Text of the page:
Japanese slang for “one who talks a lot”, Pecha Kucha 20×20 started in Tokyo (2003) as a way for creative people to share their ideas. It is a collection of talks where the speakers have 20 slides, running 20 seconds each, to share their message with the assembled guests – in this instance, 1000 + local Vancouverites who gathered at the Vogue.
The night started off with a short talk from the Vancouver organizers, Cause + Effect, that stressed the need for the arts to match the pace of development in this city. Stating that we are at risk of losing our culture and that the arts are a key part of the initiative in building and maintaining culture in our city. The audience was in agreement, and responded as agreeing audiences do, with applause, hooting, and hollering.
There were a dozen speakers for this evening and although all were involved in interesting things, only a few really stood out for me (a complete list of presenters is available at PechuKucha.org). One of the most enjoyable presentations was from !Kona of NubianImp projects as well as the Deviant Dykes of Canadian Mayhem. The names alone made me smile, but then she took the stage and gave a rousing poetic speech about life and love and having a story to tell.
James Glave, of Tides Canada, started his talk about clean energy for our future, which is noble and touches a warm spot for a lot of the quasi-hippies and granola munchers that reside in Vancouver. Myself, being one of them. However, James is also part of a group called Young Savages, which is “reclaiming risk and adventure”. The idea is that, essentially, we are babying our kids too much with rubber playgrounds, swings with safety harnesses and full suits of armour for any activity faster then a brisk walk. It is James’ belief that “kids will not thrive unless we teach them to take risks and live life dangerously”. Young Savages offers a safe place for dangerous play.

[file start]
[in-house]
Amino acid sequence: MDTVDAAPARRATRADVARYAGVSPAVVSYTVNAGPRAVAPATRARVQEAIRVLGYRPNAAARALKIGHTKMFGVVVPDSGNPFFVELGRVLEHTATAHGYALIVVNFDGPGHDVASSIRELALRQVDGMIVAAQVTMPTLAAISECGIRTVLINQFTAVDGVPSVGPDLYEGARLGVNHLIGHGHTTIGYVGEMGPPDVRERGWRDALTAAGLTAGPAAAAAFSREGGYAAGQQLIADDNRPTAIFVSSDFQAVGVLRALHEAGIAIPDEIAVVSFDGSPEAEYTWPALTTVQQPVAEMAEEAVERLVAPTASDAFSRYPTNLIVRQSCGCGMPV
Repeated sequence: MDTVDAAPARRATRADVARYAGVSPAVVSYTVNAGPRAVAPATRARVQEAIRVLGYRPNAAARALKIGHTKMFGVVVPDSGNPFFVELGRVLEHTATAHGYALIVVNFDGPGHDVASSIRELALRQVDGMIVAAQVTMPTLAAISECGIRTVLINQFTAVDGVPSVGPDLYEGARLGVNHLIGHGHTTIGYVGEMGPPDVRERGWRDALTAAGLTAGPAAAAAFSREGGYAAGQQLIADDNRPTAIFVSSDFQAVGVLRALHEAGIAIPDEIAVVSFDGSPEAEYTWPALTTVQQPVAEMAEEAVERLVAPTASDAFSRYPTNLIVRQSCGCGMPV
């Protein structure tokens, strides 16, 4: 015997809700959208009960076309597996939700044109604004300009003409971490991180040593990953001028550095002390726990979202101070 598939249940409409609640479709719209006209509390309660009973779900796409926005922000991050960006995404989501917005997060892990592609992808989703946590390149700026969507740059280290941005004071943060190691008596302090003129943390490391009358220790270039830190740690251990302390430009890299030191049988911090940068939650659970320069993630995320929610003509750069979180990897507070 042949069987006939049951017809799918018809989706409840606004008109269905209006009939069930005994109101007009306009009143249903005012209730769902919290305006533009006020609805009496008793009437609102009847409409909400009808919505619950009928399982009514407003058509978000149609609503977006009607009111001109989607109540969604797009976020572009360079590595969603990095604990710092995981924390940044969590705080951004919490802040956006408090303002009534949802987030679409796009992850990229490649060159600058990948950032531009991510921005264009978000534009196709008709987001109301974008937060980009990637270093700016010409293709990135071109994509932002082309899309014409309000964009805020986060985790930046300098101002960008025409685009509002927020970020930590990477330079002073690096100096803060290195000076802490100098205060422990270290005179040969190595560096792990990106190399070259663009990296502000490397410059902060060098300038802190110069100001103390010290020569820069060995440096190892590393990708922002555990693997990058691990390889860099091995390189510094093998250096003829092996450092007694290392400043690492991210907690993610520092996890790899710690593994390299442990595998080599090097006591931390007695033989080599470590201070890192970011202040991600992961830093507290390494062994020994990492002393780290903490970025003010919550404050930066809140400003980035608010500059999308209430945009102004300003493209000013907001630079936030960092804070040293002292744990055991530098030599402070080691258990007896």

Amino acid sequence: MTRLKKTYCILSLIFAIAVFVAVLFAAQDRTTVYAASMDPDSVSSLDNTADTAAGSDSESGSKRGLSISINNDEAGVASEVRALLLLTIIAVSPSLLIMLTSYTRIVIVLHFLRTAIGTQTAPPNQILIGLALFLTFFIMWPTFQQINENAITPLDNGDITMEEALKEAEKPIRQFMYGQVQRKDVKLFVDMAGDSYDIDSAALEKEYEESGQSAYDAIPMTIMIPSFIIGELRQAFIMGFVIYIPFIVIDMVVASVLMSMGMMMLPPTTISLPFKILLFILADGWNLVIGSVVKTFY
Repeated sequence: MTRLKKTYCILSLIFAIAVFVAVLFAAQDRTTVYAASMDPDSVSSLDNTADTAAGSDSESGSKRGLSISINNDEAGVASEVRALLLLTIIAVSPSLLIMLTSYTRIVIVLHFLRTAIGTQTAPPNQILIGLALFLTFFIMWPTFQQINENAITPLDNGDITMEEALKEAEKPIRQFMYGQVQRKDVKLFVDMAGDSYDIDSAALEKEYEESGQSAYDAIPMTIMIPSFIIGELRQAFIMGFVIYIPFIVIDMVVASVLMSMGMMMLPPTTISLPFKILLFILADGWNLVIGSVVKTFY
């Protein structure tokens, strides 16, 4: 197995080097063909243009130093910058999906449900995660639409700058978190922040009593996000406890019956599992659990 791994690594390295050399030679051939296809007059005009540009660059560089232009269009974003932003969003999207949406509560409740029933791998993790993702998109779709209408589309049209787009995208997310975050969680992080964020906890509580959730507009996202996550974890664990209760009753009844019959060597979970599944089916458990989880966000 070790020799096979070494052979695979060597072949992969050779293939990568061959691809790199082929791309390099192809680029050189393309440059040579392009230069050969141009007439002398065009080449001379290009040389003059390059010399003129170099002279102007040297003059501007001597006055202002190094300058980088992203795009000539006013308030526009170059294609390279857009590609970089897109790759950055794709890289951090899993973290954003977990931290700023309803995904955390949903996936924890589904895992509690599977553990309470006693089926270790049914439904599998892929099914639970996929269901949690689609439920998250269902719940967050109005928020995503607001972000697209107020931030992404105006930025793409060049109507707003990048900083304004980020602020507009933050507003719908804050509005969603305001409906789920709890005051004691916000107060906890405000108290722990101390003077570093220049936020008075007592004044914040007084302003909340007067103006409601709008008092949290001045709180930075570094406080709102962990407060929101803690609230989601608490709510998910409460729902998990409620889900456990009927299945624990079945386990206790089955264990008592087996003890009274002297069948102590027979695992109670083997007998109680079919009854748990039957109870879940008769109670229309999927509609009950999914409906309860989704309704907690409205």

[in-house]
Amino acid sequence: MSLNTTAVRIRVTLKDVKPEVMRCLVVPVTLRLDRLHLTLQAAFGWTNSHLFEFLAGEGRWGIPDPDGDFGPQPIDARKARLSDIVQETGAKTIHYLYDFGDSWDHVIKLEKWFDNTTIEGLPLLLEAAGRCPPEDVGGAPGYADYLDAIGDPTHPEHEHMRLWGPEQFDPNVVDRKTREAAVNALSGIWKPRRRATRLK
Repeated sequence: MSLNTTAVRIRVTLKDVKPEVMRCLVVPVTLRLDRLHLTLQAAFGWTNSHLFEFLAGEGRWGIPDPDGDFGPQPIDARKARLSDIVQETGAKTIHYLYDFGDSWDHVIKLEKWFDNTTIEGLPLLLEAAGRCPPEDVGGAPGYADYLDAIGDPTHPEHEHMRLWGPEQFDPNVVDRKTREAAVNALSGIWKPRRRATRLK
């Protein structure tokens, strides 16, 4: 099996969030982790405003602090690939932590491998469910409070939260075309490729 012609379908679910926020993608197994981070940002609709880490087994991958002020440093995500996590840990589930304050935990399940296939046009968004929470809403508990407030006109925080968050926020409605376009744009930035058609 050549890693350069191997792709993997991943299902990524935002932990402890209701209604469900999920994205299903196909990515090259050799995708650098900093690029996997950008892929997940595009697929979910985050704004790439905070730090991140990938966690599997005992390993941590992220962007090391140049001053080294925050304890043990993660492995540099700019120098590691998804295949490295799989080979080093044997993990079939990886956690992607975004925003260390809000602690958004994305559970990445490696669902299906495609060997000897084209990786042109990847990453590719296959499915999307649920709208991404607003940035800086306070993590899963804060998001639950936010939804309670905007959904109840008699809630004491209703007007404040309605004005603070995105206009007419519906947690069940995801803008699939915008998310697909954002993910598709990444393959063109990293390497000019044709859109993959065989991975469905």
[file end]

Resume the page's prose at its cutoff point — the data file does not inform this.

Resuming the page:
J. Joly of CineCoup gave a talk, with some excellent comedic timing, about some of the challenges and obstacles, which can ensue while working in the film industry. In short, CineCoup is looking to develop small indie movies, in the sub 5 million dollar category, and are looking for pitches. All you need is a team of three and a two-minute trailer.
Some of the other speakers included Jonas Woost (Executive Producer CBC Radio), Mickey McLeod of Salt Spring Coffee, and a couple members of Waldorf Productions. Though all the presenters have interesting ideas, and information, Pecha Kucha is kind of like a salad-bar, where you get to sample a little of everything and fill up on what happens to tickle your taste buds.
The Pecha Kucha 20×20 takes place in over 600 cities globally; with the Vancouver events bring in more than any other city. With almost 300 speakers so far, the presentation is an excellent platform for people to get some exposure and support for projects that are taking place in, and around, the city.
Heralded as the “The art of concise presentations”, though use of the word concise may have been a bit of a stretch for some of the night’s presentations, the Pecha Kucha 20×20 is definitely worth checking out. Look for Pecha Kucha next month for a special edition about Women Transforming Cities.